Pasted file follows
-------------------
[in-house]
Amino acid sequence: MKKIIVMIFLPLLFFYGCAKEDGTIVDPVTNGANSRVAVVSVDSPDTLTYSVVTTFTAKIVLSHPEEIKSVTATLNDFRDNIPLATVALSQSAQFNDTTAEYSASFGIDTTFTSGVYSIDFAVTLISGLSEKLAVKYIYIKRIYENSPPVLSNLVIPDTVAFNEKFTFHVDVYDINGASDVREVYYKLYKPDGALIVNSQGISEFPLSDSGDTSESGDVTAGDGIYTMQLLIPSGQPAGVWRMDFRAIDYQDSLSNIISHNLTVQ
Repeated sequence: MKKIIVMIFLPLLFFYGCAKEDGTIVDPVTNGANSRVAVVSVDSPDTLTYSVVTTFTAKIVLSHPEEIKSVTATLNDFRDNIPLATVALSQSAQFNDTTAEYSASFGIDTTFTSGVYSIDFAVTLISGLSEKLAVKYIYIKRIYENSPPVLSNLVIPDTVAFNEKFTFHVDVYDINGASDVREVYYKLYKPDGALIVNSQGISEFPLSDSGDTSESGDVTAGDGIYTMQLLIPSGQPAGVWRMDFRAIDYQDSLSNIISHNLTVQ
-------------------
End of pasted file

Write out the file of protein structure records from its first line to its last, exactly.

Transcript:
[in-house]
Amino acid sequence: MKKIIVMIFLPLLFFYGCAKEDGTIVDPVTNGANSRVAVVSVDSPDTLTYSVVTTFTAKIVLSHPEEIKSVTATLNDFRDNIPLATVALSQSAQFNDTTAEYSASFGIDTTFTSGVYSIDFAVTLISGLSEKLAVKYIYIKRIYENSPPVLSNLVIPDTVAFNEKFTFHVDVYDINGASDVREVYYKLYKPDGALIVNSQGISEFPLSDSGDTSESGDVTAGDGIYTMQLLIPSGQPAGVWRMDFRAIDYQDSLSNIISHNLTVQ
Repeated sequence: MKKIIVMIFLPLLFFYGCAKEDGTIVDPVTNGANSRVAVVSVDSPDTLTYSVVTTFTAKIVLSHPEEIKSVTATLNDFRDNIPLATVALSQSAQFNDTTAEYSASFGIDTTFTSGVYSIDFAVTLISGLSEKLAVKYIYIKRIYENSPPVLSNLVIPDTVAFNEKFTFHVDVYDINGASDVREVYYKLYKPDGALIVNSQGISEFPLSDSGDTSESGDVTAGDGIYTMQLLIPSGQPAGVWRMDFRAIDYQDSLSNIISHNLTVQ